I happened to be in the car on the way to do a broadcast for Radio Leeds yesterday morning and, therefore, rather unusually found myself listening to the Today programme. Thus did I hear Gen. Mike Jackson claim that the Baha Mousa affair was an "isolated incident", and not a reflection of Army policy at the time.
The Gage report running to huge length (of over 1,300 pages) deals with the issue in Volume III, which does not seem to be accessible at this time. Nevertheless, The Sun which had set itself up as cheer-leader for "Our Brave Boys", clutches at the meme that "a handful of Brit troops" were implicated. They (and by implication they alone) cast a "dark shadow" over our Army's proud reputation.
Others are not entirely convinced that the incident was isolated. Others remark on the culture of violence and the systematic cover-up, suggesting that there are another 150 cases of civilian abuse by British soldiers in Iraq that may yet come to trial.
Personally, I find myself wholly unconvinced that this was in any way an isolated incident. Readers with very long memories might recall a piece I wrote in November 2006, concerning allegations of systematic torture by Dutch troops in Iraq, with strong indications that the lead had been taken from the British.
Although the report is not accessible, the evidence is, and despite having systematically searched the evidence submitted to Gage, I have not been able to find any references to these allegations. Nor do they seem to have featured in any of the press coverage.
That alone is suspicious, as it provides strong support for claims that prisoner abuse was a systematic feature of British operations in southern Iraq, extending up to al Amarah, where there are still a considerable number of unresolved issues.
Writes Richard Norton-Taylor in The Guardian piece to which I have linked, a probably relevant factor was that the Army was not ready and was badly trained for Iraq. He avers that General Sir Peter Wall, the head of the army, admitted as much in his statement following the publication of Sir William Gage's report.
"It is clear from the inquiry report that we were ill-prepared in 2003 for the task of handling civilian detainees", he says, adding that the army had "made strenuous efforts since then to transform the way we train for and conduct detention operations". Much thus is made of the "lack of training", and the lack of explicit procedures, as if soldiers actually needed training and detailed instruction in order for them to realise that homicidal barbarity was wrong.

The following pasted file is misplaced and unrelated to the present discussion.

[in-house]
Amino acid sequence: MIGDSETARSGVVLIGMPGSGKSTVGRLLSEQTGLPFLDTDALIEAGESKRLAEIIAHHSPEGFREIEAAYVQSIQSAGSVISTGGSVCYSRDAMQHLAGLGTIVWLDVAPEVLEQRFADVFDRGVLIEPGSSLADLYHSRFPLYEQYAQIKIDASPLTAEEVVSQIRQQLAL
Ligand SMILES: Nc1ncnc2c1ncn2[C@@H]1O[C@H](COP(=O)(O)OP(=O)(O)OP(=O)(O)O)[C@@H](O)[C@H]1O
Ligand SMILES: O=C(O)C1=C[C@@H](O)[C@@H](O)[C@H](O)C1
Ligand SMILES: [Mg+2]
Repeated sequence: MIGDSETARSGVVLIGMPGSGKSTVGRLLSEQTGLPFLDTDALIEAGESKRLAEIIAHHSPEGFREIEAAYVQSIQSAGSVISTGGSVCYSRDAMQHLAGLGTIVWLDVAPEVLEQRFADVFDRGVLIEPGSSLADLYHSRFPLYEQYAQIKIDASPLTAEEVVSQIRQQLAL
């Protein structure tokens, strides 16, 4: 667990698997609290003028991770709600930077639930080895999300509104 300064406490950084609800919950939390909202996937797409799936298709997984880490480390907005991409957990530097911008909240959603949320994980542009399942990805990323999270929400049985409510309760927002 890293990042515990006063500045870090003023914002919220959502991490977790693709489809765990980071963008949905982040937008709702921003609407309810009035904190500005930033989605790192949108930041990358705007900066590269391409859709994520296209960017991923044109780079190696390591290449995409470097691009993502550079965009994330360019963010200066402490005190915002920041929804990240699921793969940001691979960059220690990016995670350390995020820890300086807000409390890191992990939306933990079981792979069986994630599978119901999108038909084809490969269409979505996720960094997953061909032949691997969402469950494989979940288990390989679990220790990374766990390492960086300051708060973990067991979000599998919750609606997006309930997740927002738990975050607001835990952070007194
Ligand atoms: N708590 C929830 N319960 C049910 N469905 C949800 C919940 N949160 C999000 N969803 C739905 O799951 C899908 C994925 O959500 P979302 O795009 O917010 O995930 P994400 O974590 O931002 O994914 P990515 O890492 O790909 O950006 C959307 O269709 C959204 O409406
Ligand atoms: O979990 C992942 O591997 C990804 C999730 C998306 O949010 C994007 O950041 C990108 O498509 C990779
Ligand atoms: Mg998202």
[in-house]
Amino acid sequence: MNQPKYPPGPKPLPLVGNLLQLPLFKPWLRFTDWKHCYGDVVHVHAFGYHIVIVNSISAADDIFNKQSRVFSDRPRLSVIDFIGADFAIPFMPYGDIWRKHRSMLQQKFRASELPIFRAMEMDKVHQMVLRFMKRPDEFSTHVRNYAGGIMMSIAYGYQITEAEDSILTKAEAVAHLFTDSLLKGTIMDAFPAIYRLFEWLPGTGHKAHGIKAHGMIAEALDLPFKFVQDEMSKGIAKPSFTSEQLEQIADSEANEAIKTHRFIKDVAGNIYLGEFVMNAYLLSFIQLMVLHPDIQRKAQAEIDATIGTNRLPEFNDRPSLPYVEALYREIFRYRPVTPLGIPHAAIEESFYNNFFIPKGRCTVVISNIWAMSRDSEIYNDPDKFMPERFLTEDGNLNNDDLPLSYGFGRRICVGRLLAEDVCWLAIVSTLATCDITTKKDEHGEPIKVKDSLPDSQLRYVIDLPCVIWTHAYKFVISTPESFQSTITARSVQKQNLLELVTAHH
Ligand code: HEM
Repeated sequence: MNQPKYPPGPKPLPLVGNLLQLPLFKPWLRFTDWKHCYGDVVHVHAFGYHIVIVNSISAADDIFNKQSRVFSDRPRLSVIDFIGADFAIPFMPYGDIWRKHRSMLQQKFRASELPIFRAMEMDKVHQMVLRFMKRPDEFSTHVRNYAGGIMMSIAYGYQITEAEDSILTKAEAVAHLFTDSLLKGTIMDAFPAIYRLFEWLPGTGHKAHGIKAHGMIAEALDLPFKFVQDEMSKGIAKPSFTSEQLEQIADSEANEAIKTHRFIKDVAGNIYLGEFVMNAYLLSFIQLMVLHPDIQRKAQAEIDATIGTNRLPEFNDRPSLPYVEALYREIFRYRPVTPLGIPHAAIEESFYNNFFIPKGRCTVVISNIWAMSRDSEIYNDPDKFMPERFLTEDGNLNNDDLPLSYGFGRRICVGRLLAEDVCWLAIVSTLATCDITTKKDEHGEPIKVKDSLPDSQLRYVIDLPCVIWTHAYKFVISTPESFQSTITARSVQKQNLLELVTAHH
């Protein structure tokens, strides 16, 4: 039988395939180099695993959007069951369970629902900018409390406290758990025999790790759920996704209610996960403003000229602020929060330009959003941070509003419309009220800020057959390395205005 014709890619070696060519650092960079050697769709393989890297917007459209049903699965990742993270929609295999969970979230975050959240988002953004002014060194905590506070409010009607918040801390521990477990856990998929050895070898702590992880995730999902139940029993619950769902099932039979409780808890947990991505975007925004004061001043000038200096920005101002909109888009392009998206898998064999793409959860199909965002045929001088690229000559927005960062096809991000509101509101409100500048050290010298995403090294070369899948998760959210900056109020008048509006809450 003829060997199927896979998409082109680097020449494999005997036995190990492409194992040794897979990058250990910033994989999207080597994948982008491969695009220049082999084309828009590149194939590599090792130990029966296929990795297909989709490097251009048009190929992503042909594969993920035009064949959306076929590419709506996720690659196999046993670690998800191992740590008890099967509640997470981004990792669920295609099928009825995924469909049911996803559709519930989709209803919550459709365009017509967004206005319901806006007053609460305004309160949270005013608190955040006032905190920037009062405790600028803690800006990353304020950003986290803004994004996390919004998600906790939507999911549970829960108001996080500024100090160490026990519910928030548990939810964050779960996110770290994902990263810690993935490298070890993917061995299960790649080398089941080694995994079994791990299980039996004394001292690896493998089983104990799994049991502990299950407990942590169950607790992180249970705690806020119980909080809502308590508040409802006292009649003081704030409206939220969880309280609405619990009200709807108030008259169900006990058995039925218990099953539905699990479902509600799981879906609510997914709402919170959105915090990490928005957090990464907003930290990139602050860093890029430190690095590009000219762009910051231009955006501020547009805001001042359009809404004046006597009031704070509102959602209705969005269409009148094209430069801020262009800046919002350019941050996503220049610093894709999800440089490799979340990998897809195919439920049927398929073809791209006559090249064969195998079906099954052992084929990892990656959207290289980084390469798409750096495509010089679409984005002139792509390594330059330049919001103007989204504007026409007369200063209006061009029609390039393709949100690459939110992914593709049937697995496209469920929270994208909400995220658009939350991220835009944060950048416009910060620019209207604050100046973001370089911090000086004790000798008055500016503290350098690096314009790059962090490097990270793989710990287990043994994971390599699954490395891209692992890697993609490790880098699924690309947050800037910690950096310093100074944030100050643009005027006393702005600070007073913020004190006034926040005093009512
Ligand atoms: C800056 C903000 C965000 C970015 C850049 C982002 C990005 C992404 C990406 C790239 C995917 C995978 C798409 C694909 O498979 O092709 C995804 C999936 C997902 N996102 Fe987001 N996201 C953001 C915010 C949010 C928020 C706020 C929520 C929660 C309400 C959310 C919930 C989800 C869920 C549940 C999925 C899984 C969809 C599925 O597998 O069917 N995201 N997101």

So often have I heard that we have "the best Army in the world", phrasing that was especially prevalent during the Iraqi occupation. One recalls that it became politically expedient to talk up the virtues of the military, by comparison with the venal politicians - with some of the front-runners remarkably shifty about the Army's behaviour.
Few were prepared – then and now – to accept that not all was well with the Army and, in particular, its leadership. Gen. Jackson, head of the Army at the time, is still treated with undue deference, despite being probably the worst CGS in living memory. Dannatt has almost qualified for sainthood in the eyes of some, despite blithely presiding over the cover-up.
Now though, we see unequivocal evidence of massive operational failures, and also moral failings. And even if Gage would appear to have let off those at the very top of the Army, I would not be so generous. Nor would I accept that his report – lengthy though it is – is the last word on the matter.
We have a very long way to go before we are able properly to assess the performance of the British Army in that troubled theatre - although even with what we have, we must now accept that it was less than optimal. And it should always be remembered of institutions, that the rot starts at the top.